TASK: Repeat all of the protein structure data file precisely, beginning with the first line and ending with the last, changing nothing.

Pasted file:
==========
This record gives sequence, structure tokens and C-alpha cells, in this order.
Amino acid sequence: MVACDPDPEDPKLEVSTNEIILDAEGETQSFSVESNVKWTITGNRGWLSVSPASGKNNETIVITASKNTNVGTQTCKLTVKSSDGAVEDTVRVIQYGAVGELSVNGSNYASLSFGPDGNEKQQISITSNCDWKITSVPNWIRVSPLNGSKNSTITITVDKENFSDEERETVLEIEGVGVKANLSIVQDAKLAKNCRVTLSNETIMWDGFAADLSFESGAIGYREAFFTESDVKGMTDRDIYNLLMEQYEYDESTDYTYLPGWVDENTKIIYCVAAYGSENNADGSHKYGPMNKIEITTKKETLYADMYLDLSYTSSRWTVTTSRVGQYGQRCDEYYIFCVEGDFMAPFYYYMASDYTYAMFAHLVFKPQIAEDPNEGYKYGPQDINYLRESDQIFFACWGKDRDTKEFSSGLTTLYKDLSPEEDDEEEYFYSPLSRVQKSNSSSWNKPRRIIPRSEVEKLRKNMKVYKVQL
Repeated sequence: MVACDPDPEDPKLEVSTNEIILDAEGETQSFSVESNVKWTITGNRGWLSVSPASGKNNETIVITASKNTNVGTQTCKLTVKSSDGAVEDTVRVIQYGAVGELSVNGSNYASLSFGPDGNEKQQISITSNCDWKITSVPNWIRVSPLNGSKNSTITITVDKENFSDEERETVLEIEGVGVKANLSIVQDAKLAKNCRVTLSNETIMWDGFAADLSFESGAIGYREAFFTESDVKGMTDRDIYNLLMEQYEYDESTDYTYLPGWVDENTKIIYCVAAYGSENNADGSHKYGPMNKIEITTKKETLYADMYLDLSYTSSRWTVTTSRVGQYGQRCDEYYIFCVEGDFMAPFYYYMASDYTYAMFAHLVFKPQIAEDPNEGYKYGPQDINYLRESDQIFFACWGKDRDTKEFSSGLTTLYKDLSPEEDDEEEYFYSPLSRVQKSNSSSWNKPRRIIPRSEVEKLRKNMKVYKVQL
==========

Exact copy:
This record gives sequence, structure tokens and C-alpha cells, in this order.
Amino acid sequence: MVACDPDPEDPKLEVSTNEIILDAEGETQSFSVESNVKWTITGNRGWLSVSPASGKNNETIVITASKNTNVGTQTCKLTVKSSDGAVEDTVRVIQYGAVGELSVNGSNYASLSFGPDGNEKQQISITSNCDWKITSVPNWIRVSPLNGSKNSTITITVDKENFSDEERETVLEIEGVGVKANLSIVQDAKLAKNCRVTLSNETIMWDGFAADLSFESGAIGYREAFFTESDVKGMTDRDIYNLLMEQYEYDESTDYTYLPGWVDENTKIIYCVAAYGSENNADGSHKYGPMNKIEITTKKETLYADMYLDLSYTSSRWTVTTSRVGQYGQRCDEYYIFCVEGDFMAPFYYYMASDYTYAMFAHLVFKPQIAEDPNEGYKYGPQDINYLRESDQIFFACWGKDRDTKEFSSGLTTLYKDLSPEEDDEEEYFYSPLSRVQKSNSSSWNKPRRIIPRSEVEKLRKNMKVYKVQL
Repeated sequence: MVACDPDPEDPKLEVSTNEIILDAEGETQSFSVESNVKWTITGNRGWLSVSPASGKNNETIVITASKNTNVGTQTCKLTVKSSDGAVEDTVRVIQYGAVGELSVNGSNYASLSFGPDGNEKQQISITSNCDWKITSVPNWIRVSPLNGSKNSTITITVDKENFSDEERETVLEIEGVGVKANLSIVQDAKLAKNCRVTLSNETIMWDGFAADLSFESGAIGYREAFFTESDVKGMTDRDIYNLLMEQYEYDESTDYTYLPGWVDENTKIIYCVAAYGSENNADGSHKYGPMNKIEITTKKETLYADMYLDLSYTSSRWTVTTSRVGQYGQRCDEYYIFCVEGDFMAPFYYYMASDYTYAMFAHLVFKPQIAEDPNEGYKYGPQDINYLRESDQIFFACWGKDRDTKEFSSGLTTLYKDLSPEEDDEEEYFYSPLSRVQKSNSSSWNKPRRIIPRSEVEKLRKNMKVYKVQL